But then, with the change to the algorithm, their view count was slashed by 60%. So, what's happening right now is actually quite interesting.
People don't consume their news anymore through Facebook and Twitter. Two years ago, it was either Twitter or Facebook; those were the only two ways that people consume their news.
Now, it's going back to the brands. [That is] until there is a new social platform that [appears]. [For example], Flipboard has been quite successful for some publishers; it is a good distribution platform. For others, Reddit is also very interesting.
But, I think there is an opportunity right now, the website is relevant [once again]. I don't know for how long but at least for now. That is quite interesting in the dynamics if people actually change their behavior, in the end... they still need to get their news.
So they go to the companies that they know.
AD - "So, do you think that in this case, your position with Financial times can help with your brand? Can it also benefit from this partnership as a publisher or even as an organizer?"
PL - "Having Financial Times as a partner raises your own profile... It raises the value of the brand. We can already see that just by having them as our partner, I think that a lot of companies expected this to happen, and now they are all happily surprised.
The talk with FT took ten months. They were here last year at the conference, that's where I met them for the first time. That was before we started to talk.
AD - "So do you know of any other stories like this apart from your own where two parties are meeting here and then creating long-lasting partnerships?"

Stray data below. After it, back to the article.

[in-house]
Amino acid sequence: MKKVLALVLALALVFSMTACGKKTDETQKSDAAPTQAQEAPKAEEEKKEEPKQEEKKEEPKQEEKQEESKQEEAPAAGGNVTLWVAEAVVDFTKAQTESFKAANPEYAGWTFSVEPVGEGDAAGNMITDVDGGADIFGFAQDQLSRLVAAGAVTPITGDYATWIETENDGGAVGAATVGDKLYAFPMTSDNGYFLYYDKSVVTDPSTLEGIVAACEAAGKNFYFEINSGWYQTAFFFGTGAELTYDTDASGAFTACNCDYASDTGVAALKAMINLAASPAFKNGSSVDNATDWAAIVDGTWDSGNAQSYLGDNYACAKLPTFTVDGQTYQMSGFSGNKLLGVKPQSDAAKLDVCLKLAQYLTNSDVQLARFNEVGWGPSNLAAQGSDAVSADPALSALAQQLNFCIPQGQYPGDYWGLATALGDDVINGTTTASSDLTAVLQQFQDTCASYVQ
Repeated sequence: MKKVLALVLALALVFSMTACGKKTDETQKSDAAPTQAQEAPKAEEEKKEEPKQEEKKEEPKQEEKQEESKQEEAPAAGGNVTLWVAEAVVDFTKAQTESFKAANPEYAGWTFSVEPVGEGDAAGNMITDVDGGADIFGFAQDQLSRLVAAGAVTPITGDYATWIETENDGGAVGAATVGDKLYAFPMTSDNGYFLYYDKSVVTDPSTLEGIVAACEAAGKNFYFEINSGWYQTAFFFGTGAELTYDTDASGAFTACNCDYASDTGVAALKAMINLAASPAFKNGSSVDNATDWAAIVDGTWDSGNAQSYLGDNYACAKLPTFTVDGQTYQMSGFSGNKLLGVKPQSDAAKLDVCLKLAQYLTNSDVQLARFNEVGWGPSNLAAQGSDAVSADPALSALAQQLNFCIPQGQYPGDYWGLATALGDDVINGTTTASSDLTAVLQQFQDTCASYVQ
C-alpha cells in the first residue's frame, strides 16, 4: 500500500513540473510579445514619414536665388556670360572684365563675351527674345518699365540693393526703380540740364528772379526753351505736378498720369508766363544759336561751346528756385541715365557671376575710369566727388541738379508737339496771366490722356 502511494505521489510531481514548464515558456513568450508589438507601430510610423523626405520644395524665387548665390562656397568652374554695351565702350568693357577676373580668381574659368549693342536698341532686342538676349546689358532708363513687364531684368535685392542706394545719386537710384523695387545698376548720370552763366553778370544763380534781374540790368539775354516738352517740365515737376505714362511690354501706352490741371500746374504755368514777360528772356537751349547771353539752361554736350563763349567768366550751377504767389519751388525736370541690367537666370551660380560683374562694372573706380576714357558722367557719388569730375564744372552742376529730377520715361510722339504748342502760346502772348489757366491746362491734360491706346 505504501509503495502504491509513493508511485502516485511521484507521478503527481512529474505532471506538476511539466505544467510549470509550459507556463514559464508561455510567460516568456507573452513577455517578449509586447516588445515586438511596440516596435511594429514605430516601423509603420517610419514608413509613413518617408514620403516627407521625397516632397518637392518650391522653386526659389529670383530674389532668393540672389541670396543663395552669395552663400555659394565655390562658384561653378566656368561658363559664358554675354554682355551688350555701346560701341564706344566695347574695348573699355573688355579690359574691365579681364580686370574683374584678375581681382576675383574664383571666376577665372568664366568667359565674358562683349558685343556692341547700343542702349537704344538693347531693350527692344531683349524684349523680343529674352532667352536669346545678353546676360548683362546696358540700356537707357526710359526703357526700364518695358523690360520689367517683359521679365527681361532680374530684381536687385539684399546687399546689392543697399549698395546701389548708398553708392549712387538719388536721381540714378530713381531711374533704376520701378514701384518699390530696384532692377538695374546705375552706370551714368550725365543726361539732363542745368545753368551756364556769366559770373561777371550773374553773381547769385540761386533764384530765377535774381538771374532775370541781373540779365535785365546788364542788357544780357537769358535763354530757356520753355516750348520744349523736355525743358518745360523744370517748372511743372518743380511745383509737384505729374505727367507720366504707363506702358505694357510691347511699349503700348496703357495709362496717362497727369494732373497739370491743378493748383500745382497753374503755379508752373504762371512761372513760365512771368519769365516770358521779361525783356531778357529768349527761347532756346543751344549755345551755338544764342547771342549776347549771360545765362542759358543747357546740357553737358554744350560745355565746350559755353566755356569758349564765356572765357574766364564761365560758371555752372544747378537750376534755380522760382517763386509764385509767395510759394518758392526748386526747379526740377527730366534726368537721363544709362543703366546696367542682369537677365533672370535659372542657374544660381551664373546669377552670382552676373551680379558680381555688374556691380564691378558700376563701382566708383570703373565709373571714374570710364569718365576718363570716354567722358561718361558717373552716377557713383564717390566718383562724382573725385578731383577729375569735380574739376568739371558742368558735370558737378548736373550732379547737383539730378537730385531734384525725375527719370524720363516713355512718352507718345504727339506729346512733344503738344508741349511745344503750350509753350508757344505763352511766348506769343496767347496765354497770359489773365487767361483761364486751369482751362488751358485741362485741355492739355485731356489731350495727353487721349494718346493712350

PL - "Yeah, every now and then you get emails [from attendees about things] like they met their wife at the TNW event. Business partners have also met there.
Also, investors and startups [have met] through our matchmaking platform.
Over the next two days, we have over 3,000 meetings planned between startups and investors. There are also some MNA teams, not that many people know about it, [that] do some scouting here. But obviously, they don't want to advertise that.
That's what TWX does; it is basically to connect large companies with startups. That can be for new prototypes, but also for acquisitions. We do that for a couple of companies; we scout other companies that we think they should acquire.
And some of that is also happening here [at the TNW Conference].
Obviously, it's delicate, so I can't really go into too much detail.
To answer your question, we have quite a lot of history here. We have companies that have launched their product here. For example, Rapportive launched here about ten years ago and met some people from LinkedIn.
They were bought by LinkedIn three years later for a lot of money.
Shutl was sold to eBay, so yeah"
AD - "So it's really good for startups to show up here and show [investors] what they have."
PL - "Yes, that's our purpose. Our tagline is 'The Heart of Tech.' We 'inform, inspire and connect' people who love tech [including companies].
So, it's kind of like a marketplace because it's pretty inefficient; they are still human beings. [For example], today I was a bit late because I met somebody 'oh you should talk to that person' and then I brought them together.
[This] is not easily done online, because there is so much trust involved."
AD - "What you achieved there is excellent, in my opinion, this event is great and offers many opportunities for both individuals and companies.
So, in this year's event do you have any favorite moments, companies or individuals that you think have a great future here?"
PL - "Actually I have seen quite a lot of talks, normally I can't do that with my agenda. I have seen 4 talks yesterday, and today 2. That was really, really nice.
There was some really good content. I loved Guy Kawasaki; he was great. I also saw Andre Kuipers' [talk], an ESA astronaut.
[Andre] has a startup, [called SpaceBuzz], and you can invest in them. So, if you want your own rocket it's like 350,000 Euros. I talked to them yesterday evening, and they were overwhelmed with the [number] of people who were interested in what they do.
It's a great cause as well. There are a lot of people here [with] a lot of wealth that can do [that kind of thing]. They can just say 'give me a rocket in Columbia', because why not?